On Wednesday, I was one of a number of local technologists who were helping local charity Roundabout with discovery sessions for their new project, with the session headed by Founders and Coders and supported by CAST. If you think that sounds like a lot of people and parties involved in one meeting, then you'd be right: but despite that, the whole day still felt focussed and refreshing from the first chats to the last specifications.
Roundabout provide support, encouragement and other help for young people in the city. Their focus is on those who might have problems with precarious housing, life skills or other difficult circumstances. Recent funding has permitted them to plan for an app, to try to bridge the gap between the necessarily admin-heavy process that they need to help young people through—goals, targets, skills, awards—and providing an encouraging and engaging experience of that process for them. But how to achieve such a tall order in as efficient and transparent a way as possible?
Union Street provided a great venue for our discussions, with their One Space being a perfect size for our group, and their roof terrace a joy to have a sunny summer's lunch on. From the start, discussions and exercises emphasized gearing up for agile project management rather than large up-front specifications and the hidden risks of monolithic software building. After a quick introduction from Ben at Roundabout, Dan from Founders and Coders led the majority of the sessions, encouraging a broad range of Roundabout's staff through a number of exercises, predominantly through the media of sticky notes.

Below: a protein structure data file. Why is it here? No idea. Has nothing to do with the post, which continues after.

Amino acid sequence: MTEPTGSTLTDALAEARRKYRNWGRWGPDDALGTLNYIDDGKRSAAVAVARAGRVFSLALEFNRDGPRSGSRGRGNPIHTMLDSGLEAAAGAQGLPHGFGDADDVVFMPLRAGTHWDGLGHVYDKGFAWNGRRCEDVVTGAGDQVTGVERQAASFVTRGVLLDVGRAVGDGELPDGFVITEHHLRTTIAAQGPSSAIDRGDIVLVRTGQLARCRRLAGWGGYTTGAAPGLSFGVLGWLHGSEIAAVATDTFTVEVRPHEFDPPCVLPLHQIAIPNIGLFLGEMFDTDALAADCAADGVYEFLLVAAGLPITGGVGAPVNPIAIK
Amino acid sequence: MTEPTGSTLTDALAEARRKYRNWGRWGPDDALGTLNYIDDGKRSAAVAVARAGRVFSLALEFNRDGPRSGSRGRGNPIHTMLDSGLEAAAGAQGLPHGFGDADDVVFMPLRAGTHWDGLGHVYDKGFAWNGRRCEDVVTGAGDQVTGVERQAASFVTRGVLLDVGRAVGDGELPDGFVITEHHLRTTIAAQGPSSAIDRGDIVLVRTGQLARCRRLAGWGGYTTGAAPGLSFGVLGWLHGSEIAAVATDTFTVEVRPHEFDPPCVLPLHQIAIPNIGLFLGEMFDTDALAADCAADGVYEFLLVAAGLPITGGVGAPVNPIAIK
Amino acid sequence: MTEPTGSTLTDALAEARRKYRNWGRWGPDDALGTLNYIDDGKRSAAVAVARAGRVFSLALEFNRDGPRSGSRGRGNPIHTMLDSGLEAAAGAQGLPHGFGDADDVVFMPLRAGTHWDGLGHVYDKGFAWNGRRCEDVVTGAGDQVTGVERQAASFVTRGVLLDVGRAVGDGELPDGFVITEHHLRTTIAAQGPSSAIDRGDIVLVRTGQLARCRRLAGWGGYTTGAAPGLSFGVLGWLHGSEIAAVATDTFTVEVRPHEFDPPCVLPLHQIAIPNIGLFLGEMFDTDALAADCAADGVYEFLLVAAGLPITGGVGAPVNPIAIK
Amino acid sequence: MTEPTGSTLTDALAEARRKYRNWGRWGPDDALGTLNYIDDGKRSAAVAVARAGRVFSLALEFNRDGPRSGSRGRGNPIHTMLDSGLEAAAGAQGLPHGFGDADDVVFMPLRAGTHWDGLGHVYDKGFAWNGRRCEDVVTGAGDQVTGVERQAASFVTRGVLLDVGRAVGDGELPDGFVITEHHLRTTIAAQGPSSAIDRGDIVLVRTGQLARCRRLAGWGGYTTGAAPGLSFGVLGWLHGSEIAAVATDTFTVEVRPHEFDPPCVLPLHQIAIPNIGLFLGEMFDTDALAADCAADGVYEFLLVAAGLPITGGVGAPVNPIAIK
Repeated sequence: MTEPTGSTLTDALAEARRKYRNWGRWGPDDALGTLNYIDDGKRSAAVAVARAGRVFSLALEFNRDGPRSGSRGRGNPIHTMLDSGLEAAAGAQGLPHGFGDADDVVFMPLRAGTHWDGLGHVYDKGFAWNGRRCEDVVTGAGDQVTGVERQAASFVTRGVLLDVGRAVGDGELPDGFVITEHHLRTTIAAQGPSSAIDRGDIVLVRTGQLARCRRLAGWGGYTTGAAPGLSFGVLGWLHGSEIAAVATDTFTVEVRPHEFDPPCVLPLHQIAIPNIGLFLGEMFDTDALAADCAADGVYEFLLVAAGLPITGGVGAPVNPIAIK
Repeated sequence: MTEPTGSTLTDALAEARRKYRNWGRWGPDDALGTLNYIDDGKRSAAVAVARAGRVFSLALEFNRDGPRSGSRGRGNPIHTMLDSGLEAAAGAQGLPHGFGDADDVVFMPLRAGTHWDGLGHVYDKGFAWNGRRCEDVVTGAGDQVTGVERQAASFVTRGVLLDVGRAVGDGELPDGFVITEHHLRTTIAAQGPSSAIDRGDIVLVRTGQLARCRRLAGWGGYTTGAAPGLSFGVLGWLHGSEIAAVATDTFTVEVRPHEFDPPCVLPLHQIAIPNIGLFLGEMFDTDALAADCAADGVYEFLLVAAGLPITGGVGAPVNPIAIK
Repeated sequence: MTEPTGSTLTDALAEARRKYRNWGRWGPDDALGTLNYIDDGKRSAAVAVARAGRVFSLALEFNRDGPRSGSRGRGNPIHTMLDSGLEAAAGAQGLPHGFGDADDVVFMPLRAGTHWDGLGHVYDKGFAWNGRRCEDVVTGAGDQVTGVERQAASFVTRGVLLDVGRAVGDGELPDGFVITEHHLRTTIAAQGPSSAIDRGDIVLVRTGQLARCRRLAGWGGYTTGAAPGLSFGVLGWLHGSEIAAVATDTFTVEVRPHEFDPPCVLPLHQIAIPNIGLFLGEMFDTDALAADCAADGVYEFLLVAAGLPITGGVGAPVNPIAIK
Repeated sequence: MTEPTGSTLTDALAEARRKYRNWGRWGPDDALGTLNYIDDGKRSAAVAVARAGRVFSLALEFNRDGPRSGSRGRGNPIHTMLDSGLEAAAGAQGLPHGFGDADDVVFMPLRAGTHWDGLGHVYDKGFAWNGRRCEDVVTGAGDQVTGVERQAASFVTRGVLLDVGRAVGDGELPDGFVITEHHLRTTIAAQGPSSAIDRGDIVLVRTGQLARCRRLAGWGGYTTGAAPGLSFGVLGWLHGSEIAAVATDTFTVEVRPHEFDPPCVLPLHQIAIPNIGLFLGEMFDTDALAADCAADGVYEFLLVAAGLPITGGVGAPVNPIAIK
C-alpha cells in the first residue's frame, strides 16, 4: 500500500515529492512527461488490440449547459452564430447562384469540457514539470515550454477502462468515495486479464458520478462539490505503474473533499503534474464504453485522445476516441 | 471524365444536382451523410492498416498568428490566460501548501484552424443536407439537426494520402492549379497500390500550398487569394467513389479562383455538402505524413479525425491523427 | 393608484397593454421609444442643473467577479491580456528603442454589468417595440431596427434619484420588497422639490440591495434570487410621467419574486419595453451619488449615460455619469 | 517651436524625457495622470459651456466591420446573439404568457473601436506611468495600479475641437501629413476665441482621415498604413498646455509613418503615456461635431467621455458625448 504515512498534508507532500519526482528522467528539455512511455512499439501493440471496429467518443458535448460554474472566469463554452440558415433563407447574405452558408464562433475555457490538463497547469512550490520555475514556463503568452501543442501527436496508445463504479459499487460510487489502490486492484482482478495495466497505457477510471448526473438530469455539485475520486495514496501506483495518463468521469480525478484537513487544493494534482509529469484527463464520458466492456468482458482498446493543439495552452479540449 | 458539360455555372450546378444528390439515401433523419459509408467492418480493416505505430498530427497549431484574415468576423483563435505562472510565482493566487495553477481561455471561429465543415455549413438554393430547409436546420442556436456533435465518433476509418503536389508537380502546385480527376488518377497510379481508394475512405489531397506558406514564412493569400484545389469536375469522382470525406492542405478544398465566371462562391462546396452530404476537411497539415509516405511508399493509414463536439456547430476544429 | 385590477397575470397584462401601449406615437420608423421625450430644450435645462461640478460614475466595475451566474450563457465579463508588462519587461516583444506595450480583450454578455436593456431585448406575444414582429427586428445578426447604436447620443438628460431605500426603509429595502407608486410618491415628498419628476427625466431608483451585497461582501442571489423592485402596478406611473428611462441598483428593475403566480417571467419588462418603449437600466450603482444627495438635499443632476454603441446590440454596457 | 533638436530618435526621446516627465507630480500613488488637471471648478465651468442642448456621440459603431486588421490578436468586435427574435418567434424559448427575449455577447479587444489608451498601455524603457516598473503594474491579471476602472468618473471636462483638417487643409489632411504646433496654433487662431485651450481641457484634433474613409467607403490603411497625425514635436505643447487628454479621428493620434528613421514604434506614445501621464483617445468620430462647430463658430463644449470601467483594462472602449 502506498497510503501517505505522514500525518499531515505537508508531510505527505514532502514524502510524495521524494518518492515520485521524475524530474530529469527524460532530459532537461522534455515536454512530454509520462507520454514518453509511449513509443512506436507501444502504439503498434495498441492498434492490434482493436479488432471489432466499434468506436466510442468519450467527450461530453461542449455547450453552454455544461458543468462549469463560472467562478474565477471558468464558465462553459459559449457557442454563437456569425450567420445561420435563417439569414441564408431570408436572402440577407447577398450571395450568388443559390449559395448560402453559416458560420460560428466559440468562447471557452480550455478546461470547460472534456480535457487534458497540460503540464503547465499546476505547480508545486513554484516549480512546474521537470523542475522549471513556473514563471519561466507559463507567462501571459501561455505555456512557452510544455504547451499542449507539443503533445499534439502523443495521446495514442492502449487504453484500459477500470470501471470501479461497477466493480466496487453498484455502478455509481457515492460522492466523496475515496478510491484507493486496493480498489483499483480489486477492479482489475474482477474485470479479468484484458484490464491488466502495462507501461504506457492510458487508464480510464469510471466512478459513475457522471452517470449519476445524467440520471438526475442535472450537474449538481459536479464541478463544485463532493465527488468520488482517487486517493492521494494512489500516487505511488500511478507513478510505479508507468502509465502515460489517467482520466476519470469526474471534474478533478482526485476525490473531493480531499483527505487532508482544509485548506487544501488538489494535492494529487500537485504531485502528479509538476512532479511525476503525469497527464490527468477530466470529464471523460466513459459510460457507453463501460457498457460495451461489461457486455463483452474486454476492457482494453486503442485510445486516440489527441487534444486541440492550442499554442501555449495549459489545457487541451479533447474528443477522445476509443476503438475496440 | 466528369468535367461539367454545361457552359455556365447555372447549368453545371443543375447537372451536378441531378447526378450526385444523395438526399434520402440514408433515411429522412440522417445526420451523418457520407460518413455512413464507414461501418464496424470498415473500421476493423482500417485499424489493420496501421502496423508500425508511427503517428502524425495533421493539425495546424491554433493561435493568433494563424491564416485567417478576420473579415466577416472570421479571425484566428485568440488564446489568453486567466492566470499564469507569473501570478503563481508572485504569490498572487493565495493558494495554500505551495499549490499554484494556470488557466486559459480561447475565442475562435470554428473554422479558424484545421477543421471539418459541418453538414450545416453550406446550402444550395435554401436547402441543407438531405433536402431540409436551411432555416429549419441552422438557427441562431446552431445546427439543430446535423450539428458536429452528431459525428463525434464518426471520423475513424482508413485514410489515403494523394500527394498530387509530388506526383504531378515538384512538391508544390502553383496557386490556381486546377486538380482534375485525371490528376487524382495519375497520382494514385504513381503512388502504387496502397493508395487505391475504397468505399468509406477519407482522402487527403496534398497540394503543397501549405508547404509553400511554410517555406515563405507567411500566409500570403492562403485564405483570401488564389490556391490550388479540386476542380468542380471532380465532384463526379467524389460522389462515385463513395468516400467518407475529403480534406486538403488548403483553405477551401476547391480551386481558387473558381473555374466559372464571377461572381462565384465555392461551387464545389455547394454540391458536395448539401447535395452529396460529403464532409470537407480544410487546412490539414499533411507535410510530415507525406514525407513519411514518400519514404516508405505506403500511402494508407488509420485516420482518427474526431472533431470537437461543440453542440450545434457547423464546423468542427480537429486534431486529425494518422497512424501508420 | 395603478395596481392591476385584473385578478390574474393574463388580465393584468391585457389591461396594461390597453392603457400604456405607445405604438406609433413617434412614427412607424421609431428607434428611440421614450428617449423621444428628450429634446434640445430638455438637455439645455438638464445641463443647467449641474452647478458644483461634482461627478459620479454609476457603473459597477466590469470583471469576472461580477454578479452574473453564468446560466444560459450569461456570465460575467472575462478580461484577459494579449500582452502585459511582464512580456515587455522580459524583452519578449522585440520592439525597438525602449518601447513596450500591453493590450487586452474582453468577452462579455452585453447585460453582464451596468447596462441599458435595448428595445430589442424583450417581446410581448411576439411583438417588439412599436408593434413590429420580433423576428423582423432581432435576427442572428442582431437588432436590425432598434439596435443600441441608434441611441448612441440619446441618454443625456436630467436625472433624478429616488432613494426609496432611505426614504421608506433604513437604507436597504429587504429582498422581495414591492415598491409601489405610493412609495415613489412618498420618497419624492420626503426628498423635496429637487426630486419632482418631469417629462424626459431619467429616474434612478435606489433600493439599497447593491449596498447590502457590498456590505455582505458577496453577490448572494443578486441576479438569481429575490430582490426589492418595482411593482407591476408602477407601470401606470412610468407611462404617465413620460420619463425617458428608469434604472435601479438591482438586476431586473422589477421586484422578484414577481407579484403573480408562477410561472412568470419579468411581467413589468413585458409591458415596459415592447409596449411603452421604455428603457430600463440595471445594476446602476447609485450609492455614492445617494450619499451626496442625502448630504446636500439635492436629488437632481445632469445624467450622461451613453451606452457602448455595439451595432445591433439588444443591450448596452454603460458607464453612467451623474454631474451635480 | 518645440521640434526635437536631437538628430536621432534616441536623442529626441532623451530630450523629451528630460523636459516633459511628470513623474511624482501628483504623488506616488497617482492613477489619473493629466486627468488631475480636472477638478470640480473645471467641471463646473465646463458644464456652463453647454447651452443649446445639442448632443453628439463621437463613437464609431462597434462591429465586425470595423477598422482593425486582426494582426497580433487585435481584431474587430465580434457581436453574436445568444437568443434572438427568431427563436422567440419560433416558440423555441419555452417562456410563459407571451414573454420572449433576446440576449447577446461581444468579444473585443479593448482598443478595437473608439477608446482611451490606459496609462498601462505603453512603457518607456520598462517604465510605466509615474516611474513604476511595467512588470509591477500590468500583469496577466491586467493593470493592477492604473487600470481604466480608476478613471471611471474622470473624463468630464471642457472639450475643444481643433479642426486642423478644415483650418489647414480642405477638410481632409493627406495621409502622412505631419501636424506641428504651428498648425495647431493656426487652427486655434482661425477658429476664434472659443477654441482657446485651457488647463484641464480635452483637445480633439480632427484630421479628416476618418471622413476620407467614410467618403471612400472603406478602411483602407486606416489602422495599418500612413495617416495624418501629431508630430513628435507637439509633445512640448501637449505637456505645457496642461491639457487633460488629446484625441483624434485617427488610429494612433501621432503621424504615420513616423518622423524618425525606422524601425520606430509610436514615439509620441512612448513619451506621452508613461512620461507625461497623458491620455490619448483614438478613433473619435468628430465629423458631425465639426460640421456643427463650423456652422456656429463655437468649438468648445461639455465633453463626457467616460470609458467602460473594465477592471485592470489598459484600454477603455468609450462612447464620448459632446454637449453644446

There was existing systems and gap analysis; constructing key user journeys with stories; and, after much discussion, all of us were asked to wireframe and workflow a possible user interface for the application. Which sounds a tall order, but given the simplicity of an A4 sheet folded into eight panels, and the thickness of a sharpie pen, most of us felt the freedom to let rip on the page!
Caroline, trustee at Roundabout, explains her suggestions for
wireframes, workflows and interface ideas to the group
Dan listens as Steve Rimmer, business developer at local charities CADS and
PFTP, explains his own thoughts: in this photo we can see the quantity of
good ideas produced as a result of the day's efforts!
Along with the quantity of what we produced, what struck me was the sheer good quality of ideas, designs, insights and just plain thinking that was going on by the end of the day. It was so different from how many discovery phases proceed, where people might feel they're either being left out, or that they have to drop their own worries or concerns into one end of a process, to leave it to some separate team of "experts" to turn into an indigestible wodge of a specification. Here were the key outcomes of discovery, being built before our eyes.
In September, Founders and Coders will help Roundabout with the next phase, spending a week constructing a simple prototype. It's great to think that the prototype will have as its foundations all that high-quality work the discovery team accomplished on Wednesday. I'm looking forward to a great outcome, both for Roundabout and for the young people of Sheffield.